In contrast, Victoria's existing storm water network was found to be relatively resilient to projected precipitation increases; even under the most pessimistic climate scenario, excess flooding could be contained completely in streets below the curb elevation or within public open spaces such as parks and golf courses. The resiliency of Victoria's storm water system can be attributed to development policies such as buffer setbacks and wetland conservation that have acted to preserve ecosystem services related to hydrologic regulation.
The point of all this? Well, as we learned with the presentation from David Waggoner at IHMC on July 16 and at the city-county storm water symposium on July 18, we can learn from other communities on how we can implement strategies within our own community and watershed that addresses effective storm water management.
Within the last few months we have made great strides in identifying and addressing key storm water issues and concerns with the implementation of the city-county Storm Water Advisory Team and work currently being conducted by Arcadis.
We have already taken steps to address some of these issues with places like Admiral Mason Park and Corrine Jones Park. We still have work to do, but that's OK, we'll get there. Our approach needs to be multifaceted and holistic; we can't piecemeal our approach or it won't be effective. We need to look at our basins from a big picture view. If we just focus on the southern portion of the basin we will not efficiently address the issue. We start in the northern portion of basin addressing storm water before it even gets to the southern portion of the basin.
And the approach should encompass a multitude of storm water management strategies … rain gardens, pervious pavement and more.
Our initial focus should be on retrofitting and upgrades for existing, grandfathered structures, but not with just a Band-aid approach or the status quo. That no longer works, never has. Let's do things differently. Connecting with the community has been a strategy in help determining the best approach. Kudos to all those who have been involved and engaged in this endeavor; it's important for all us to have a seat at the table.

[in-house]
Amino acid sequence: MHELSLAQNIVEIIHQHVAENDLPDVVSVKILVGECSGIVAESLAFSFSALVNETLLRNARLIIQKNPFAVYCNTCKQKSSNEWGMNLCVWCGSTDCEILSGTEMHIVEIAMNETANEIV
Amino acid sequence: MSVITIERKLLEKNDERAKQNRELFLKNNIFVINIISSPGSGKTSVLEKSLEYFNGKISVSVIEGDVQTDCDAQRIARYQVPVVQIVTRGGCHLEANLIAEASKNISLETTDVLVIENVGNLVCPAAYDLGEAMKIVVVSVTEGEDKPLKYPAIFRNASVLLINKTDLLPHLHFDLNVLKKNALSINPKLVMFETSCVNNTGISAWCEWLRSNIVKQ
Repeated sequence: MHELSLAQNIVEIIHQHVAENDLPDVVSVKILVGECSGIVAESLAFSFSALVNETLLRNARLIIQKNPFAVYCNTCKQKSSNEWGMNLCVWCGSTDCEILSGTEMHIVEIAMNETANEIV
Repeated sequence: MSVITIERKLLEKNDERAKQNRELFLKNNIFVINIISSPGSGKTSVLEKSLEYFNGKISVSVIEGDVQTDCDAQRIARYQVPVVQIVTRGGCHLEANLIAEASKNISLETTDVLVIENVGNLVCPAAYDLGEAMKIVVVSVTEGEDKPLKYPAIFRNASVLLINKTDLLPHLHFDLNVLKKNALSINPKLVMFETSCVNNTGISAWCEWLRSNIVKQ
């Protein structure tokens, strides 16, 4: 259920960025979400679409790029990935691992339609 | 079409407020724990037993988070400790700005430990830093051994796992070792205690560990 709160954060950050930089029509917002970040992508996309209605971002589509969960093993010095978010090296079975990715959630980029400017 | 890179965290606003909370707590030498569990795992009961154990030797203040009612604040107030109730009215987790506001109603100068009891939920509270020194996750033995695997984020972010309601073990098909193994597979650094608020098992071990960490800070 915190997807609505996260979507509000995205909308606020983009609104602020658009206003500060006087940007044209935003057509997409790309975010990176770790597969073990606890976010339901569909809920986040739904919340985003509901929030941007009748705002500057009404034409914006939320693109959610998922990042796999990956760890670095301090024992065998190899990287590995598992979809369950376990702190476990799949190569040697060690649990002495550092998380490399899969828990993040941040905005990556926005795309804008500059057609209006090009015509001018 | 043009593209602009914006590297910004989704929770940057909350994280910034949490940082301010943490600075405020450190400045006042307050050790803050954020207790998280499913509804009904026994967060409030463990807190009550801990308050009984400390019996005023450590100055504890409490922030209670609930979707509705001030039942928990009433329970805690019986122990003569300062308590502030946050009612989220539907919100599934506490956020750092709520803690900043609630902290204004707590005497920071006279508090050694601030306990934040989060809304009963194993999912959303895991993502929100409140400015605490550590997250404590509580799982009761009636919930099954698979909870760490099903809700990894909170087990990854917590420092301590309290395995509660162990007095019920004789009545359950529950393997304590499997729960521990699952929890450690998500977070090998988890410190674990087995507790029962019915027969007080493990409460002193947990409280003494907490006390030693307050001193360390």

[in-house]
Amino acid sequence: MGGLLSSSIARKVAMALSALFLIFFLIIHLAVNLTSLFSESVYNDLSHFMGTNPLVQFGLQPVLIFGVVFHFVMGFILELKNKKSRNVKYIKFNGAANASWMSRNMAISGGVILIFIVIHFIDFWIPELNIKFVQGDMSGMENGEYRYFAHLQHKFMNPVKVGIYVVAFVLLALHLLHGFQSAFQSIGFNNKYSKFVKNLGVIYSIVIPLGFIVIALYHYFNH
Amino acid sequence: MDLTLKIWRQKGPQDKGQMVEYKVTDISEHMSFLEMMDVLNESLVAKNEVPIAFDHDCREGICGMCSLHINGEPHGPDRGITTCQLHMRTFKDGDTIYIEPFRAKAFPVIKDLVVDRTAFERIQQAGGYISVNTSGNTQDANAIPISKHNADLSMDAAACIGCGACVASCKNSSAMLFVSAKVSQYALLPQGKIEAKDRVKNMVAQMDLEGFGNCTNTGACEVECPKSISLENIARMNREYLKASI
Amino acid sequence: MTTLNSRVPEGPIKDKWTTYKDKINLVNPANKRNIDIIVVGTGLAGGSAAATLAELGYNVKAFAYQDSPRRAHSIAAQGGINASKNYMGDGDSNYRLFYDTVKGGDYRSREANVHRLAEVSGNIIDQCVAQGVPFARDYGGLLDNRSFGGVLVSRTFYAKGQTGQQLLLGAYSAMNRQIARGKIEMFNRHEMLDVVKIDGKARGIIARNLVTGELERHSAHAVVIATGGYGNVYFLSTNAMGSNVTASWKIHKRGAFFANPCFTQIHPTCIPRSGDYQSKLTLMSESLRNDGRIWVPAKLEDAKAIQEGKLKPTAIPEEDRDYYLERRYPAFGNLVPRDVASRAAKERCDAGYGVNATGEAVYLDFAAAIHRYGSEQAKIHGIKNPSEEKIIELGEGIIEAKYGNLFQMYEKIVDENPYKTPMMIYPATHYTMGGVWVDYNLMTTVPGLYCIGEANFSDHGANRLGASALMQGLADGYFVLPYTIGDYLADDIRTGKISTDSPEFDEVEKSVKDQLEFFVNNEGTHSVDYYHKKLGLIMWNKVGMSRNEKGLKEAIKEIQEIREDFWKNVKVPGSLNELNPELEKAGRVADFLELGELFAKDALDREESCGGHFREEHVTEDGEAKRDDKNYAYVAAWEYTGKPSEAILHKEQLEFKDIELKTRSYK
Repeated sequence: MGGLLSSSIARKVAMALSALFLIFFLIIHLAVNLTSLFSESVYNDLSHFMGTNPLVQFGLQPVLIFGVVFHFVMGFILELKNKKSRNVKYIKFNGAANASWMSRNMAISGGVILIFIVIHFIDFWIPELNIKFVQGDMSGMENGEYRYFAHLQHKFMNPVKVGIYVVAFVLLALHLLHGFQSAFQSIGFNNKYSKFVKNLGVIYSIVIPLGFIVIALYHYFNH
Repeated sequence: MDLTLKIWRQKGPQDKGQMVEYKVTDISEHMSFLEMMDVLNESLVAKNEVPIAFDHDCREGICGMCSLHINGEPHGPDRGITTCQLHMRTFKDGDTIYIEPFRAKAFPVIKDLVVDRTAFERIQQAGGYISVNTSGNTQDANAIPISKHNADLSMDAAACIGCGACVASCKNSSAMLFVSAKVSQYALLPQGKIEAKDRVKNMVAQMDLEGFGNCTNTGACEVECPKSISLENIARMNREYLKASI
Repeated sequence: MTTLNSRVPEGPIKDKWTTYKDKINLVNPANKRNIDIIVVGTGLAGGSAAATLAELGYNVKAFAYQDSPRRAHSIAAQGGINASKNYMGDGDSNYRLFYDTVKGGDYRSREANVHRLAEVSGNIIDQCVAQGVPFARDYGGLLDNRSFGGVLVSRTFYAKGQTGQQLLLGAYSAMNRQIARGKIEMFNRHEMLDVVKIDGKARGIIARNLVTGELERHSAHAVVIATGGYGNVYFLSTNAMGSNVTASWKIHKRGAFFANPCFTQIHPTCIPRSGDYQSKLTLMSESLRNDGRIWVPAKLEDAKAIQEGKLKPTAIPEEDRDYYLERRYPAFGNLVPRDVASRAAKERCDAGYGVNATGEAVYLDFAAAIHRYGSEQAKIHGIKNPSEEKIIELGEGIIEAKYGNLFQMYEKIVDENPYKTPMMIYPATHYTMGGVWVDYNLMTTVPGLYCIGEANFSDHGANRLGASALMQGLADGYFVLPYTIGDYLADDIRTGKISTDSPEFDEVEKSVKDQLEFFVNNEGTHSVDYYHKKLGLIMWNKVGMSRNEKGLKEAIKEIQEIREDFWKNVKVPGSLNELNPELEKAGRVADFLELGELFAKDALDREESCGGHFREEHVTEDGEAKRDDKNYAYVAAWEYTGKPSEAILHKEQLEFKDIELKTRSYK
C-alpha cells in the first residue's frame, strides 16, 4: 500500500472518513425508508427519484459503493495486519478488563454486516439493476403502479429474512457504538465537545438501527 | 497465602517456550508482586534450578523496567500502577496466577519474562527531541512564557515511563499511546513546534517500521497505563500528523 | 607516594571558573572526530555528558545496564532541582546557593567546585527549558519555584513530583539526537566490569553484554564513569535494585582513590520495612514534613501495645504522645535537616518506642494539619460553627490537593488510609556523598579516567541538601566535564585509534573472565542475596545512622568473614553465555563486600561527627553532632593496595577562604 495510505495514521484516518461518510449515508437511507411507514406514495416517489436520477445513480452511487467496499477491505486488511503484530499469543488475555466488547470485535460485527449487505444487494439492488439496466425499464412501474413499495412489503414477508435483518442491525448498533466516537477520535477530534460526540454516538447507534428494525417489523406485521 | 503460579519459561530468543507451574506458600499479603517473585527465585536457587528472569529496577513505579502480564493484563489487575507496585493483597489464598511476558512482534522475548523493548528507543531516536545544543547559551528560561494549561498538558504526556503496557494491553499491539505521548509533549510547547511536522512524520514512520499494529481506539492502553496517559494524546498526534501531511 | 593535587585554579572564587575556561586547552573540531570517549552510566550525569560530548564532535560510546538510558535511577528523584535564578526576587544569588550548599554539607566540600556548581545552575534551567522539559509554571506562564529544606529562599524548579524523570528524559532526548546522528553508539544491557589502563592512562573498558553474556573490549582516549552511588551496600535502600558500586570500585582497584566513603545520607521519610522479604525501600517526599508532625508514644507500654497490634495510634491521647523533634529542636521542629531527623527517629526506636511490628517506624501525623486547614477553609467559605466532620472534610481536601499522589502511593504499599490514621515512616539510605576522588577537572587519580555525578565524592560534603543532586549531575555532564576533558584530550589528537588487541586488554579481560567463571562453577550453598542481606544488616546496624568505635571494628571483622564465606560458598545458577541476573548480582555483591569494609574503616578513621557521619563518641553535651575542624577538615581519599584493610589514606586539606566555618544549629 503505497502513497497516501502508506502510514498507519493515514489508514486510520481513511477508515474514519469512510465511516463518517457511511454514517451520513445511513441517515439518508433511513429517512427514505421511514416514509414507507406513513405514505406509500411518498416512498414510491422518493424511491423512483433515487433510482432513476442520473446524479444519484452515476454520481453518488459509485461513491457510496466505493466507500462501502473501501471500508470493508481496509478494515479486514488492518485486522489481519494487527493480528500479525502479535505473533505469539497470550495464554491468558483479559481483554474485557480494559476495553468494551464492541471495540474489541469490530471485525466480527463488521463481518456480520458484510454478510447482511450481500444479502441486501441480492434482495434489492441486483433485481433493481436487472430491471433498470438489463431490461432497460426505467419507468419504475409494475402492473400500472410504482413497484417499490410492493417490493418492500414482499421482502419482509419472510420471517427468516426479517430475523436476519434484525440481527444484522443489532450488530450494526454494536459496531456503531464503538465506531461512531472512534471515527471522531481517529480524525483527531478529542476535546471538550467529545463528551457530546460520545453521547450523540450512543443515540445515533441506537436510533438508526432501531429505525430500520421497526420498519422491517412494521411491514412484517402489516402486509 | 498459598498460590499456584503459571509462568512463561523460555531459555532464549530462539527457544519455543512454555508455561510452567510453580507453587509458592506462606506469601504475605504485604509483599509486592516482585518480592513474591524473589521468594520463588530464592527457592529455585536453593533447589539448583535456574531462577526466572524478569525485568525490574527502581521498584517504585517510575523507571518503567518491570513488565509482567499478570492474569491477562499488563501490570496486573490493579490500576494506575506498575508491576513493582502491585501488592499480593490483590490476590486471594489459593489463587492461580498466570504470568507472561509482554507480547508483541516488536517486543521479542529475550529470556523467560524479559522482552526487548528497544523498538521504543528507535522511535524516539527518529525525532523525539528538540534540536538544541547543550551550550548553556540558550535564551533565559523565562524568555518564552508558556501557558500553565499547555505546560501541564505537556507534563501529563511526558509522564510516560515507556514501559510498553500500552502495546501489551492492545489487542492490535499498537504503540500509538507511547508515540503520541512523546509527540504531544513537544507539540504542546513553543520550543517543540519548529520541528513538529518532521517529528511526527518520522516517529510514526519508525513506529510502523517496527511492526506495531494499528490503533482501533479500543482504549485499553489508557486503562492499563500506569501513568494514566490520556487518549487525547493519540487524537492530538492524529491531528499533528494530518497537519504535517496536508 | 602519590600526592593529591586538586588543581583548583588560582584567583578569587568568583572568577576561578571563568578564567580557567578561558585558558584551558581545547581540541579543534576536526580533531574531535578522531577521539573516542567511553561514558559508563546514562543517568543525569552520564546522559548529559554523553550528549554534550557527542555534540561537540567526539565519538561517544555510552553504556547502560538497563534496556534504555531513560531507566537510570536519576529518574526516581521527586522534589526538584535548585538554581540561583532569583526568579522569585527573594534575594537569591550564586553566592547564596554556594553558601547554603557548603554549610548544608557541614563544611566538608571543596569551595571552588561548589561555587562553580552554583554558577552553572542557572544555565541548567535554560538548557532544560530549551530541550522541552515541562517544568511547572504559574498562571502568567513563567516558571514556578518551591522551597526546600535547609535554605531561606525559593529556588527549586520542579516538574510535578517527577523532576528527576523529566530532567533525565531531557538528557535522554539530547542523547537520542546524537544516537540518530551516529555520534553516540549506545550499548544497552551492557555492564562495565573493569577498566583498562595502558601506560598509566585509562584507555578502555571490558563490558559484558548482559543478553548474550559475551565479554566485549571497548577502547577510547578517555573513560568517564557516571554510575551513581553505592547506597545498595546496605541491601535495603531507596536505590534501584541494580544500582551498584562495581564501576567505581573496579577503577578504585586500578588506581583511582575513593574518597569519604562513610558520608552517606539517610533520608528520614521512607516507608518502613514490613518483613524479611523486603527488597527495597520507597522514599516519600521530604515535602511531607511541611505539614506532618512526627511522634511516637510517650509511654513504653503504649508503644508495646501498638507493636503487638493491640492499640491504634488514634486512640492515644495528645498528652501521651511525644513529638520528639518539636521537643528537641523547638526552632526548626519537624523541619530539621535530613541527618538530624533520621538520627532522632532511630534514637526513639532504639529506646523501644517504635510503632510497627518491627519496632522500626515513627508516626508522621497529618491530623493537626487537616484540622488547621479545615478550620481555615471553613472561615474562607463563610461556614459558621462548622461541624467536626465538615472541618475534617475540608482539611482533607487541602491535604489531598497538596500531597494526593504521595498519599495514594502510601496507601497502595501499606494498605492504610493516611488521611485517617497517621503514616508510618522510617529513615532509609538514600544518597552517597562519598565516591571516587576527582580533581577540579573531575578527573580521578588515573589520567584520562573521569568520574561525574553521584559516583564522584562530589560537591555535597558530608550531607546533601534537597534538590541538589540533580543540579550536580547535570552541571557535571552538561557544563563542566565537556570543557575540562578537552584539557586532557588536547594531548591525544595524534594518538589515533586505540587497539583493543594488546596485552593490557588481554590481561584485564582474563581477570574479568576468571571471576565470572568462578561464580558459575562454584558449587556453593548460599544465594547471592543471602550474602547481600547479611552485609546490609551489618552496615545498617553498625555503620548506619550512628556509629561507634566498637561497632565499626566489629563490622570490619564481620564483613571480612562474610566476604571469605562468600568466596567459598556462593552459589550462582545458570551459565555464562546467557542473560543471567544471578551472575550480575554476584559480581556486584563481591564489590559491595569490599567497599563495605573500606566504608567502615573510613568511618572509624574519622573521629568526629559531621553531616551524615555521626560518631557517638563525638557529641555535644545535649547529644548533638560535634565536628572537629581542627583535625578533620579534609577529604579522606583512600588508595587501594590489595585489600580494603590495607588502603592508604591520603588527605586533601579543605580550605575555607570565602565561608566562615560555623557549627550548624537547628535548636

Here's some food for thought as we move forward with our storm water management issues and growth in general: Perhaps it's time that we revisit how we build (or rebuild). Through the implementation of Low Impact Design/Development we can manage storm water in a way that works better than traditional means. LID is an approach to land development (or re-development) that works with nature to manage storm water as close to its source as possible.
There are several economic and environmental benefits associated with LID.
Some of the ecological benefits include:
The LID site planning process sets aside key natural features and focuses development into clustered patterns on the remaining land.
The LID planning process results in housing that makes more efficient use of land and conserves critical natural features such as wetlands, vegetated buffers, and drinking water protection areas.
The reduction of impervious surfaces reduces the amount of surface runoff and through the infiltration of storm water, recharges the groundwater system, thereby restoring the natural hydrologic cycle. This preserves groundwater supplies and base flow to streams and wetlands.
Economic benefits include:
LID can increase property values.
LID provides important benefits to the municipality, the developer, and the general public.
LID reduces nonpoint source pollution.
LID reduces demand on public storm water infrastructure.
LID promotes recharge to and the preservation of aquifers.
LID reduces building costs.
LID will help considerably with addressing storm water. Improved storm water conditions means improved water quality.
We need a management strategy that sufficiently addresses historical, present, and future (potential) storm water management issues and concerns. The initial cost might be greater upfront, but it'll be worth it to protect people's homes and businesses. It's pay now or pay later. Let's do what's best for the community as a whole.
Gutierrez is executive director of Earth Ethics Inc.